Looking from the outside in - people, place and practice

Friday, March 25, 2011

A man's world

Every day 7,000 female fetuses are aborted in India.
— U.N.

Male babies are often more desired than female babies. Why this is, I personally don't understand. But of course it all boils down to how sex and gender are valued by each society, culture and individual living in a specific space. Women are most often perceived as the 'weaker sex', this might be true in some cases, where physical strength is measured. But what about emotional toughness and other forms of strength? How far can physical strength really get you? It is also about gendering someone in a specific way. We are all gendered everyday by others and ourselves to act female or male. Prefering a boy over a girl ingrains binary stereotypes of what is to be considered male and what is female and widens the gap between the sexes and genders. This allows no space for gender fluidity, which leads to more discrimination and intolerance. Walter Astrada beautifully captures gender issues in India, in his reportage Undesired, where it is truly a man's world...

"Until the 1980s, when ultrasound machines became more widespread, girls were commonly killed at birth or were neglected of health and nutrition to ensure their death. Baby girls were often left to die in dumpsters, buried in clay pots or poisoned. This horrific measures are still happening daily. Across the country there is a 47 percent excess female child mortality, girls aged 1-to-4 who are dying before their life expectancy because of discrimination."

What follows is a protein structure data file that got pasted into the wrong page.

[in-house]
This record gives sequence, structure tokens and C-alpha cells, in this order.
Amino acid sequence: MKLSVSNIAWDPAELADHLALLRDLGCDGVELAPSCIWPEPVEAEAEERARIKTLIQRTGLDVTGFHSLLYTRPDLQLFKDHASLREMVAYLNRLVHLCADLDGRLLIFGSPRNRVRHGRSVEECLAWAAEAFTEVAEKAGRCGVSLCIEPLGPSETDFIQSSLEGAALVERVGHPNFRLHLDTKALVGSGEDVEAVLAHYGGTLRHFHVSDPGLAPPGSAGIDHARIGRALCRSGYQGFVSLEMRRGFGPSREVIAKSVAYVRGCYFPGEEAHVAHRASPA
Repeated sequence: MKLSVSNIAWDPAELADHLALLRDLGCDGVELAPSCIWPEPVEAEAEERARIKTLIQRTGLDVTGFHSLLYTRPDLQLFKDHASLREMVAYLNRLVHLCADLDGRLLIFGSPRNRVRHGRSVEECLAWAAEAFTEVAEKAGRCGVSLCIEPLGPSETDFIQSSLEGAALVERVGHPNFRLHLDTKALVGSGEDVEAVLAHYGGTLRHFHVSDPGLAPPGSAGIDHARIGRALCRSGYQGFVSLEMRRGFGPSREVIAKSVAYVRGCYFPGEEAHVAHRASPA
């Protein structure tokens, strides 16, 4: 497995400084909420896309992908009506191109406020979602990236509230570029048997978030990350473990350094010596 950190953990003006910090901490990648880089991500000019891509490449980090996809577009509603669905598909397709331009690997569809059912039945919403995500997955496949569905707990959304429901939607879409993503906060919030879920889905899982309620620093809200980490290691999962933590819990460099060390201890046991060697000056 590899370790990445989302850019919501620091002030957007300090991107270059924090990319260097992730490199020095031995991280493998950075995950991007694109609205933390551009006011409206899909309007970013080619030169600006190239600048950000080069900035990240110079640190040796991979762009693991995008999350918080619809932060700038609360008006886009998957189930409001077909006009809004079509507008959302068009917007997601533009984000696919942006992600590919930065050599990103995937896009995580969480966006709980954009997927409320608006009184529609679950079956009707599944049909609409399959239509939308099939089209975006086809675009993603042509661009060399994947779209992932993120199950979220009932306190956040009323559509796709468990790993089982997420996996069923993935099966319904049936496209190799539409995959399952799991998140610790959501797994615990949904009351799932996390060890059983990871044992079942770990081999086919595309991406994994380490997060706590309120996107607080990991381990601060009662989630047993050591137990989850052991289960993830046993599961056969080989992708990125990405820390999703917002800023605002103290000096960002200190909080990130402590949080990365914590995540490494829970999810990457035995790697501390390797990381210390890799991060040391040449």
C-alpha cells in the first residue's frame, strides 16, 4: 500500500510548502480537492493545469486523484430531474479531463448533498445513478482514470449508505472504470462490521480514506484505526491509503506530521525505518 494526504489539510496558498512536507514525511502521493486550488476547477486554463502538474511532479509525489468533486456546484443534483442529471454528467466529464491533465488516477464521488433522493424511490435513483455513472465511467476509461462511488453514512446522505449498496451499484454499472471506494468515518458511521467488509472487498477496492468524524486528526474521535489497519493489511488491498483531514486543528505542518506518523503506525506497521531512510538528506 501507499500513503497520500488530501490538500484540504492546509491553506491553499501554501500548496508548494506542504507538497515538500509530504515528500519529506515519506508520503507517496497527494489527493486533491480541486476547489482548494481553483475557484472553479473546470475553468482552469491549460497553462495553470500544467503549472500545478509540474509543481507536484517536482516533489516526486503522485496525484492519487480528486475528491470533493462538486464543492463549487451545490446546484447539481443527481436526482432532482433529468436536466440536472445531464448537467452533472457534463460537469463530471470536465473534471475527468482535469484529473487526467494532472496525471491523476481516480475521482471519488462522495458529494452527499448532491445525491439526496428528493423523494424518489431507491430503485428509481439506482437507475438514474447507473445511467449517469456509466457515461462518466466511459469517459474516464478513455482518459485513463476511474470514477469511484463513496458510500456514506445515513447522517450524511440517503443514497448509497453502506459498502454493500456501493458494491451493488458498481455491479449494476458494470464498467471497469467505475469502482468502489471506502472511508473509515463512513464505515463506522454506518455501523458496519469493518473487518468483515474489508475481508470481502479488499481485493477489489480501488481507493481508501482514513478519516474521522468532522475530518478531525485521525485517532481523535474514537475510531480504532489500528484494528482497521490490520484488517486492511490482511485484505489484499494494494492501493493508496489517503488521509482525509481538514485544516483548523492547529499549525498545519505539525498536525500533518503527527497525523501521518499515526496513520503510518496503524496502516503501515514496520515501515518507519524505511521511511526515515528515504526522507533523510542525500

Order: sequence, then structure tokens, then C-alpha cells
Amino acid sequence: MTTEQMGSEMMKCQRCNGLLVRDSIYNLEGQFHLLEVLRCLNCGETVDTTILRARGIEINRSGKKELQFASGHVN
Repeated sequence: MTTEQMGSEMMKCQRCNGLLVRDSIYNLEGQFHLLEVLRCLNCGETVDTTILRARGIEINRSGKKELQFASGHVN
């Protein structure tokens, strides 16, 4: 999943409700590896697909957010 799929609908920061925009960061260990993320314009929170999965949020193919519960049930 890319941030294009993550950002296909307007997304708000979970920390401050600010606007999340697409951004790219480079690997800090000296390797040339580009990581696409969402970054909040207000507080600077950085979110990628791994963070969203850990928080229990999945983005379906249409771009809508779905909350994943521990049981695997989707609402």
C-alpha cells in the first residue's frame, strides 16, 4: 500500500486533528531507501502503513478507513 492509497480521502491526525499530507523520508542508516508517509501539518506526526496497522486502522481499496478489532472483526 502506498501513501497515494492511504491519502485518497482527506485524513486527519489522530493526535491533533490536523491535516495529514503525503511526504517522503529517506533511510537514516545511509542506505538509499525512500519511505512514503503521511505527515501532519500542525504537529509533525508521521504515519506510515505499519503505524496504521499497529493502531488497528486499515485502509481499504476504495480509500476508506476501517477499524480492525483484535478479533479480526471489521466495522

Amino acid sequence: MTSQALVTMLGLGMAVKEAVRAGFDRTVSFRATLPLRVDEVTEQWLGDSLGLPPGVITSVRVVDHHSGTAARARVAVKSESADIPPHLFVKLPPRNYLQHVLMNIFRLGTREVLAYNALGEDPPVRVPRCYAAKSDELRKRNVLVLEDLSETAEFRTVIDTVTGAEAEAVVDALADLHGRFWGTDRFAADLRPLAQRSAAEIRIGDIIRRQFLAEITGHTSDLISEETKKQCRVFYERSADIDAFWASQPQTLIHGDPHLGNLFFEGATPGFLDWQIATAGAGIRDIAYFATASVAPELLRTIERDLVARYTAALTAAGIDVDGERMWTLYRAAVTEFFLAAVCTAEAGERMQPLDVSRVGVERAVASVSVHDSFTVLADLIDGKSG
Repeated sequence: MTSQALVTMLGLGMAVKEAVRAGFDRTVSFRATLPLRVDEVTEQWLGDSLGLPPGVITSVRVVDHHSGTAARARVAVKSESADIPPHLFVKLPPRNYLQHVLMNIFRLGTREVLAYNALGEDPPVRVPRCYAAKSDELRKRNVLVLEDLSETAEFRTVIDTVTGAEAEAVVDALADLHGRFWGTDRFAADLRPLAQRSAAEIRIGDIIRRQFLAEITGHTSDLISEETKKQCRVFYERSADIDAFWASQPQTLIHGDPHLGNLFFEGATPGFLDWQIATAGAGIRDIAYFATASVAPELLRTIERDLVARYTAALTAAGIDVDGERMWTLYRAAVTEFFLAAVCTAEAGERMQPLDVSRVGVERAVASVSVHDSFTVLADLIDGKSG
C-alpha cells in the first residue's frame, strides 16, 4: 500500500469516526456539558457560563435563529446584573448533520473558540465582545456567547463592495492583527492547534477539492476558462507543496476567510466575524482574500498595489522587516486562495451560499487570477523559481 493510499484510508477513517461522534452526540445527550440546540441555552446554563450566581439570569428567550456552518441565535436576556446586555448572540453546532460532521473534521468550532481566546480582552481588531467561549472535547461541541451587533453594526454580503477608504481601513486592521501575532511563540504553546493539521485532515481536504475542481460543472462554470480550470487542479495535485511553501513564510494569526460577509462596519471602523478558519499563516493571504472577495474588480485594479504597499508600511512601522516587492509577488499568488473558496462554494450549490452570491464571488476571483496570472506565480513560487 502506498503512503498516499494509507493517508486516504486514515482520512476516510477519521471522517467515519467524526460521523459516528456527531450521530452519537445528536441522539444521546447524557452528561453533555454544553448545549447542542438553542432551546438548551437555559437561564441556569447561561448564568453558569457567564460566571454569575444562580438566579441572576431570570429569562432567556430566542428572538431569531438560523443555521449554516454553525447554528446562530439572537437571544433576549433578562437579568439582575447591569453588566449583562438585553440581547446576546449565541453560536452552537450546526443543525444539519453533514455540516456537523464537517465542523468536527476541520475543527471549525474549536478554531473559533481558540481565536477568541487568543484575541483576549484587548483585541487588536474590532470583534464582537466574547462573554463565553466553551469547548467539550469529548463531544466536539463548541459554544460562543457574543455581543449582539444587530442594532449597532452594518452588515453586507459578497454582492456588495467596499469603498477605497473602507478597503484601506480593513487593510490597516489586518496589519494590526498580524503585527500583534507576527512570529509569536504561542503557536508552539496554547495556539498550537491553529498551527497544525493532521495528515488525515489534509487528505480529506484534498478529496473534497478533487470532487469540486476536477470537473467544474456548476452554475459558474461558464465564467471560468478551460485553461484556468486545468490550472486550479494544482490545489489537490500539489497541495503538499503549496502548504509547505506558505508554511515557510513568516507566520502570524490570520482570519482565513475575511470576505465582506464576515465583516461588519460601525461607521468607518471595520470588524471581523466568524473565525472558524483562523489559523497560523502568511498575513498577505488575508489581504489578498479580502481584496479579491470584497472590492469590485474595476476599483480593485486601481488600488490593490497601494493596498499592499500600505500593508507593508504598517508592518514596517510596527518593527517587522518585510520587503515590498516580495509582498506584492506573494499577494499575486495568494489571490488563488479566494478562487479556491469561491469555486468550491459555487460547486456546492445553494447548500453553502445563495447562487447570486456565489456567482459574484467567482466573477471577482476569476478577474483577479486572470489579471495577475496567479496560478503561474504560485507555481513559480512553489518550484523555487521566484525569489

"The arrival of ultrasound machines, and its subsequent exploitation, ushered in a silent era of organized crime. Now able to identify the sex of a fetus early in pregnancy, parents who learn their child is a girl often abort her. The government has banned abortions based on gender for the last 16 years. Every ultrasound clinic is required to have a poster explaining the law, yet this $250 million business a year flourishes because of deeply entrenched traditions, official apathy and the lucrative business of illegal ultrasounds."(

SALEM, INDIA - Priya, 4 years old, lives in the Life Line Trust Home. She was taken by the police after neighbors denounced her parents for beating her and burning her face. The Indian government has set up a network of "cradle houses" for unwanted baby girls.

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